Community Engagement a la Twitter

“You should totally Tweet that!” one of my colleagues excitedly exclaimed. Daunted with the prospect and, to be honest, not even sure what that entailed, I asked, “Well, how would I go about doing that? And, more importantly, why?”

The “why” has always been my biggest question with Tweeting.I know that Twitter is the newest iteration of Facebook (for adults, at least) and that anyone who’s anyone is Tweeting (including our very own POTUS…several hundred times a day, in fact). I know that Twitter is one of the best ways to engage in edu-networking and that most of our strongest voices in education are all over this app. So, I knew it was important for me to get on board…or at least figure out how to make a Tweet. I kept going back to my initial question though: with a 140 character limit, how can anyone truly express or share anything of worth? According to one social media analyst:

Twitter has always been what it initially claimed to be – a microblogging platform. And far from holding it back, the 140 character limit has been the driving force that defined how users engage with the platform – with quick, short statements conducive to live, in the moment commentary. While Facebook is defined by its algorithm, Twitter is defined by being completely unfiltered.”

Take One

The idea for Twitter then, is to pack a punch with “quick, short statement” for “in the moment commentary”. So that was my mission. I began in December of 2016 with my first “attendance” to a NESA Twitter Chat session, #NESACHAT.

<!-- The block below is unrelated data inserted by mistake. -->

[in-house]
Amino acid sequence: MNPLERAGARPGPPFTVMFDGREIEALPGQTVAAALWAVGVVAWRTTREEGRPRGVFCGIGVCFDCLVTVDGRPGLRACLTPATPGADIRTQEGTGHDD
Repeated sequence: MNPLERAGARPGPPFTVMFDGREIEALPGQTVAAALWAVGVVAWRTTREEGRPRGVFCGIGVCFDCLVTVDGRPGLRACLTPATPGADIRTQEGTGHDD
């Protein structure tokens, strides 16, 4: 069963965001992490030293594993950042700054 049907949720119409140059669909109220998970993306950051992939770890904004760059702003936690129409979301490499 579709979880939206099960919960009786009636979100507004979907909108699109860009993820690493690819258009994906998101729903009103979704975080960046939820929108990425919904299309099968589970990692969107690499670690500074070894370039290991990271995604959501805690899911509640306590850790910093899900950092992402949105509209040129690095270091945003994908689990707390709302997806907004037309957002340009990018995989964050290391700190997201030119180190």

Okay, so my first mission was more of a test-run. I felt so confined by the 140 character limit and the quick pace of the conversation that it was all I could do to follow the conversation, let alone add my own thoughtful contribution to the flow. So, first run was one Tweet. A Tweeter has to start somewhere!

Take Two

My second attempt at joining the conversation was three times as successful, meaning that instead of one Tweet, I managed three! I call that a success! This was during one of our AIS-R ThinkTank Sessions, where teachers get together to chat about issues in education. I felt more at ease during this session and thought about Tweets that I could come back to as a reminder of the key moments of the discussion.








Take Three

And finally, my most recent and most successful session yet, the latest AIS-R ThinkTank, with a whopping 5 tweets! I seem to be getting the hang of it, as evidenced by some of my Tweets which have been “loved” or “shared”.



As the old adage goes, practice really does make perfect, or at least makes it easier and more effective. I’m still not 100% convinced that I will stay on the Twitter bandwagon, but after participating in multiple online conversations, I have a better sense for the power of the Tweet. I can see that, especially during a live conversation, it’s a good way to sort of “take notes” on the learning. It’s also a good way to share with the wider community larger takeaways and “a-ha” moments. I also like that, unlike my Facebook feed, my Twitter community is stacked with like-minded educators who appreciate when I share educational links and resources. I finally have a place to post all the cool edu-articles that I find! 🙂